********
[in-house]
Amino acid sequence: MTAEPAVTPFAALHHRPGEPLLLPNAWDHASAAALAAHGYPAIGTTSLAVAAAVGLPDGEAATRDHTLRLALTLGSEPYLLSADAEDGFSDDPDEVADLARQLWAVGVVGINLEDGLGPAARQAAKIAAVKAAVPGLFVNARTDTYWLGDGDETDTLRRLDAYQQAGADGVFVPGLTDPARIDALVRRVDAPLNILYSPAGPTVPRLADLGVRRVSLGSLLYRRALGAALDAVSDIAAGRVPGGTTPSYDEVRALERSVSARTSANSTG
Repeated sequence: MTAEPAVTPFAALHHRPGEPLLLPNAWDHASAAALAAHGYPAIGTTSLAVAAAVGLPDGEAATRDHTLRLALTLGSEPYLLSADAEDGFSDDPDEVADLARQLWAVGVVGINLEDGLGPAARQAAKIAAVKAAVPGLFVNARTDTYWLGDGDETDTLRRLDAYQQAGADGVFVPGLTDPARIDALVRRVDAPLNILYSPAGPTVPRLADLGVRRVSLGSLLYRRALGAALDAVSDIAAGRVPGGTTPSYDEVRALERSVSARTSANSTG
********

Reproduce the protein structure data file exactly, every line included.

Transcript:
[in-house]
Amino acid sequence: MTAEPAVTPFAALHHRPGEPLLLPNAWDHASAAALAAHGYPAIGTTSLAVAAAVGLPDGEAATRDHTLRLALTLGSEPYLLSADAEDGFSDDPDEVADLARQLWAVGVVGINLEDGLGPAARQAAKIAAVKAAVPGLFVNARTDTYWLGDGDETDTLRRLDAYQQAGADGVFVPGLTDPARIDALVRRVDAPLNILYSPAGPTVPRLADLGVRRVSLGSLLYRRALGAALDAVSDIAAGRVPGGTTPSYDEVRALERSVSARTSANSTG
Repeated sequence: MTAEPAVTPFAALHHRPGEPLLLPNAWDHASAAALAAHGYPAIGTTSLAVAAAVGLPDGEAATRDHTLRLALTLGSEPYLLSADAEDGFSDDPDEVADLARQLWAVGVVGINLEDGLGPAARQAAKIAAVKAAVPGLFVNARTDTYWLGDGDETDTLRRLDAYQQAGADGVFVPGLTDPARIDALVRRVDAPLNILYSPAGPTVPRLADLGVRRVSLGSLLYRRALGAALDAVSDIAAGRVPGGTTPSYDEVRALERSVSARTSANSTG